China has steadily emerged as a major superpower in the last decade, providing the economic backdrop for Asia, and more strength could translate to gains for the KraneShares CICC China Ldrs 100 Ind ETF (KFYP).
China’s emergence has been nothing short of amazing, especially given that just 20 years ago, it represented a sliver of Asia’s economy.
“China’s rise has already dramatically reshaped Asia,” a Nikkei Asia article said. “For much of the 1990s, for example, it accounted for less than 10% of the region’s gross domestic product with Japan the dominant economy by a substantial margin.”
Fast forward to today, and China has become a world power, wielding its sheer size in GDP. Based on numbers from Focus Economics, China is expected to reach a size of $20.6 trillion by the year 2024 to give it the second largest economy next to the United States.
“But while Japan is today a much-diminished economic and political force, China now singularly accounts for nearly half of the region’s total GDP — a share which is expected to further increase,” the article added.
Per the fund description, KFYP tracks the CSI CICC Select 100 Index, which takes a smart-beta1 approach to invest in companies listed in Mainland China systematically. The strategy is based on China International Capital Corporation (CICC)’s latest research on China’s capital markets. This quantitative approach reflects CICC’s top-down and bottom-up research process, seeking to deliver the 100 leading companies in Mainland China.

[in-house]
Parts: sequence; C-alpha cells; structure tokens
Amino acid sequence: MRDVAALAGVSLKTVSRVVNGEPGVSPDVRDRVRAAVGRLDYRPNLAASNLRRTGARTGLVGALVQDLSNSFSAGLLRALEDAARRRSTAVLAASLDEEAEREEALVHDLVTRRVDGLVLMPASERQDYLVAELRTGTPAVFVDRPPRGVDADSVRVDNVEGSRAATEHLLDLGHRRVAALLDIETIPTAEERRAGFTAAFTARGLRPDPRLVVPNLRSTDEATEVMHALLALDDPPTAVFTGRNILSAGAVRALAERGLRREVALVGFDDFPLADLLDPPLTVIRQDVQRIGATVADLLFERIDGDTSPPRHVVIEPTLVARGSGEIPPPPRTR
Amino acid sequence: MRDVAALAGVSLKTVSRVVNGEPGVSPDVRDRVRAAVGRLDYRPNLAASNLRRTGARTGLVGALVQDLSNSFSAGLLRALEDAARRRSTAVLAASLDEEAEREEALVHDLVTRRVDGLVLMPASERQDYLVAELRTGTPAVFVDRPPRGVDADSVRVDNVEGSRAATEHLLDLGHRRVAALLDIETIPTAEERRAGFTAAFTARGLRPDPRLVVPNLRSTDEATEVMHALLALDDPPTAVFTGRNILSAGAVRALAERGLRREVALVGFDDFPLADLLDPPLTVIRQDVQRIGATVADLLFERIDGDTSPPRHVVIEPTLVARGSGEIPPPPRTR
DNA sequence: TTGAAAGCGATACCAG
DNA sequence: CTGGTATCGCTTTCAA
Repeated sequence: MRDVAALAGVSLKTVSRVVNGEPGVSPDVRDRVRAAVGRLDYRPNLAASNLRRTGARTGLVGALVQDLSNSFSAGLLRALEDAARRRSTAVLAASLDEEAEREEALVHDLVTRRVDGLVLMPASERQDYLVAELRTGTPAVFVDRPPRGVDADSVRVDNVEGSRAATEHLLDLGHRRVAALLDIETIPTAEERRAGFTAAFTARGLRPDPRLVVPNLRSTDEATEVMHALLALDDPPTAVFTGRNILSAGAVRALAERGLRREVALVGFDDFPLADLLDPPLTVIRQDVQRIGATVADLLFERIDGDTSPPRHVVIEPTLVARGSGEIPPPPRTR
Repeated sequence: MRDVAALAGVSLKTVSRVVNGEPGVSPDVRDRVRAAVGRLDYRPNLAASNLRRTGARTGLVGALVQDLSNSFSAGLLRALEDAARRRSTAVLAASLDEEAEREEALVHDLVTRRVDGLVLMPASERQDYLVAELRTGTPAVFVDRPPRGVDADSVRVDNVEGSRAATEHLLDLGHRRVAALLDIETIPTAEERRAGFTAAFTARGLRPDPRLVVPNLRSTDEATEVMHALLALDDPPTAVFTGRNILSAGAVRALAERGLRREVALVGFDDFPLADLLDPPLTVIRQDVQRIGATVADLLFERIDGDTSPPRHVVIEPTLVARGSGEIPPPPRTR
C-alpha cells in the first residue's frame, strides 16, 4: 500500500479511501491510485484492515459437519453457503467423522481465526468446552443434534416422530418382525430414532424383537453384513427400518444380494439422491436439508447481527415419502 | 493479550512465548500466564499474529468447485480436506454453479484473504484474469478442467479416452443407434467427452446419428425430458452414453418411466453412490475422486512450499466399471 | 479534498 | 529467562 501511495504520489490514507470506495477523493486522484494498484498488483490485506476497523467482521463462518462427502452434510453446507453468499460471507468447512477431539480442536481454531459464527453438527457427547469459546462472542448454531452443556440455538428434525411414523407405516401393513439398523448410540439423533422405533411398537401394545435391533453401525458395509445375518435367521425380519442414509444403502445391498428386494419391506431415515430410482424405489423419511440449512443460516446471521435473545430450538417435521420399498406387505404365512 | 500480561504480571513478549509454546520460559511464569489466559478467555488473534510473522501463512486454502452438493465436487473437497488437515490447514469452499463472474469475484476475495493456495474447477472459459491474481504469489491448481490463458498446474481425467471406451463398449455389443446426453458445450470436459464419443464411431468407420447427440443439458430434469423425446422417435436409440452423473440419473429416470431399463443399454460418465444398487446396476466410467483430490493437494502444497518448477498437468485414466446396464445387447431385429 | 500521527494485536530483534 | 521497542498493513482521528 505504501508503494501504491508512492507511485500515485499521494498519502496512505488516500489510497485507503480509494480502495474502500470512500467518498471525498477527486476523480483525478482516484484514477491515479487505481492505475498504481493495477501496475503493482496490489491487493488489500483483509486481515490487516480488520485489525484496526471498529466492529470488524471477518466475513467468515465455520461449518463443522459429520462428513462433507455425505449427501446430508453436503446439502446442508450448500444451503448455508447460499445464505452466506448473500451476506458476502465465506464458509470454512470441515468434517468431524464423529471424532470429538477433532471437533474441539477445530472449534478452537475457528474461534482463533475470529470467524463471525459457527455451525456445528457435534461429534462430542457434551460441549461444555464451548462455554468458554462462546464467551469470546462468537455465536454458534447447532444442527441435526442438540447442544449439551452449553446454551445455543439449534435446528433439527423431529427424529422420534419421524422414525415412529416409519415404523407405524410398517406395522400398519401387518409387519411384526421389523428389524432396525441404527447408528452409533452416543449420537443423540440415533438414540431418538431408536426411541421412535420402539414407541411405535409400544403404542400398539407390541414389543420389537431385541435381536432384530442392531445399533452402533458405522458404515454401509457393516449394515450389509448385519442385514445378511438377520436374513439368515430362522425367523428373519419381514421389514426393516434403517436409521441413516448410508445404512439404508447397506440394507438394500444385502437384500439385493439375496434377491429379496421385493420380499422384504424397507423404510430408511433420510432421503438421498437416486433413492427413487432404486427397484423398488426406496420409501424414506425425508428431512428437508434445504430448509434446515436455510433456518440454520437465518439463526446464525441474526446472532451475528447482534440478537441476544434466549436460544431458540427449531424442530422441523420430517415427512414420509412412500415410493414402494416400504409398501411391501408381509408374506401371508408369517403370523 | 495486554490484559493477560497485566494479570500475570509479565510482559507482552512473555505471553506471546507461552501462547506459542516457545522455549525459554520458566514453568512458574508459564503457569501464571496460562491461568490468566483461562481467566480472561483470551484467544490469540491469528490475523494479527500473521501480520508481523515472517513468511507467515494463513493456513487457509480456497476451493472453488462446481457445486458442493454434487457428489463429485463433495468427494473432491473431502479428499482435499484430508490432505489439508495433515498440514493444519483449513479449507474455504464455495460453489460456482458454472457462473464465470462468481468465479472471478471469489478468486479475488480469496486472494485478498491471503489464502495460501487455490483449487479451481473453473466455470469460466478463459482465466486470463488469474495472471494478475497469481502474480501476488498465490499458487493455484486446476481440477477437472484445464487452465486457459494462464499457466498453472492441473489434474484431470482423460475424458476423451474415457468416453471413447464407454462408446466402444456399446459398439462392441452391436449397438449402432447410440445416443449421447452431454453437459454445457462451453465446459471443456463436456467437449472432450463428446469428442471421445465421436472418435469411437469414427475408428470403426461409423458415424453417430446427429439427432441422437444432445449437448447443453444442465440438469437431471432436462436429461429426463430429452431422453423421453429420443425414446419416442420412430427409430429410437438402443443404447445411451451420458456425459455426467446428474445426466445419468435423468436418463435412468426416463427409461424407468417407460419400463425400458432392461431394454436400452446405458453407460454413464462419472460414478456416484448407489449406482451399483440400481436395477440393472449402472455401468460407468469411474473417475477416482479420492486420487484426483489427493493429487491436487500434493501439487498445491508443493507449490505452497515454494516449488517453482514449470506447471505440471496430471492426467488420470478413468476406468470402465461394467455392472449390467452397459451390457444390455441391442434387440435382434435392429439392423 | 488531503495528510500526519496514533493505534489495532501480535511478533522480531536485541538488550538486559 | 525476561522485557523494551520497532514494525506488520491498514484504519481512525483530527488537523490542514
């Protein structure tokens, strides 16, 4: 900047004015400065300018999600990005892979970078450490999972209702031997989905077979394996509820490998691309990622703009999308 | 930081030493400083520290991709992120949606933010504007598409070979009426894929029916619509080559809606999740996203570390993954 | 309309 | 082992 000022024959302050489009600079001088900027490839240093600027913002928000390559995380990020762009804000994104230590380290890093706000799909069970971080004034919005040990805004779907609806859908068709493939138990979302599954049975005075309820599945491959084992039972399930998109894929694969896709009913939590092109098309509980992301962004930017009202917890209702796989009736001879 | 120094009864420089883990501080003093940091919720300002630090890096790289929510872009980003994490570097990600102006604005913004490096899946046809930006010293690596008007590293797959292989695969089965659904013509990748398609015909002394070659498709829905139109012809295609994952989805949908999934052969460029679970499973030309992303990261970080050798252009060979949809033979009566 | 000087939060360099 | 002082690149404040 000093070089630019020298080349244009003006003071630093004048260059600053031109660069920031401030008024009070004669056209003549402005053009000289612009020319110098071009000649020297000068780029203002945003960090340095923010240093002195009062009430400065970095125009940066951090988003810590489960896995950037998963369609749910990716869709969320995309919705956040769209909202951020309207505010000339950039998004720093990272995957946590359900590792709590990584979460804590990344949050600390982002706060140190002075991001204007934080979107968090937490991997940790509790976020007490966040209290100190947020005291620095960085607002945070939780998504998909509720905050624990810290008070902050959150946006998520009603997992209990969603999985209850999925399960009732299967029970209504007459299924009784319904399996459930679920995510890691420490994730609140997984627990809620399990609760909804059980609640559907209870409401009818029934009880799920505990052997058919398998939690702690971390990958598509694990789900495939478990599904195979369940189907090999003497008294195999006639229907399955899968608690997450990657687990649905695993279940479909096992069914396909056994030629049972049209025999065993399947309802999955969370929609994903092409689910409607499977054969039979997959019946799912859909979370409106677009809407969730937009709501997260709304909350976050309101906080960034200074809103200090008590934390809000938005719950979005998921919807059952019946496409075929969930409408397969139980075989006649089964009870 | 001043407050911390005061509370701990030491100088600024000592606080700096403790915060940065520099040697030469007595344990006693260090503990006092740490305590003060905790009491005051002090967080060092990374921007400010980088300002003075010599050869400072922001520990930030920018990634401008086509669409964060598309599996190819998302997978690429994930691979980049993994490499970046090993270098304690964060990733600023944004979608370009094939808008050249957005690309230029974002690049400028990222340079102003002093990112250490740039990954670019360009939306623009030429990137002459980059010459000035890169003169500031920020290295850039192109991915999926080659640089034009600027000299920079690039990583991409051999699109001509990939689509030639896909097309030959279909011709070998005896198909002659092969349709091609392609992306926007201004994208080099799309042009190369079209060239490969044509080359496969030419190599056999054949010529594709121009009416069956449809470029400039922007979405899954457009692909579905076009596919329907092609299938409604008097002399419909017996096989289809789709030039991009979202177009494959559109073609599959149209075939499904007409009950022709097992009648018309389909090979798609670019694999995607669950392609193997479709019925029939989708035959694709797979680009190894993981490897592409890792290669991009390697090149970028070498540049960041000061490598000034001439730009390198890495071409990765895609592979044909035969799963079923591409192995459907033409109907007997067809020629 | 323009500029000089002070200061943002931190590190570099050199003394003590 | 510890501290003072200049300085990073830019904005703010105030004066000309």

Strength Across Sectors
When looking at China’s dominance in Asia, it’s difficult to pinpoint one specific area. Nonetheless, this expansive growth should collectively provide more tailwinds for the economy and ETFs like KFYP.
“Across numerous more advanced sectors — including space exploration, quantum computing, artificial intelligence or complex materials — China is emerging as the primary technological innovator and supplier,” the Nikkei Asia article said. “The region’s financial geography is also being comprehensively rewritten with Shanghai now seen as a more important financial center than Hong Kong, Tokyo or Singapore, while China has become the largest provider of development capital for much of the region.”
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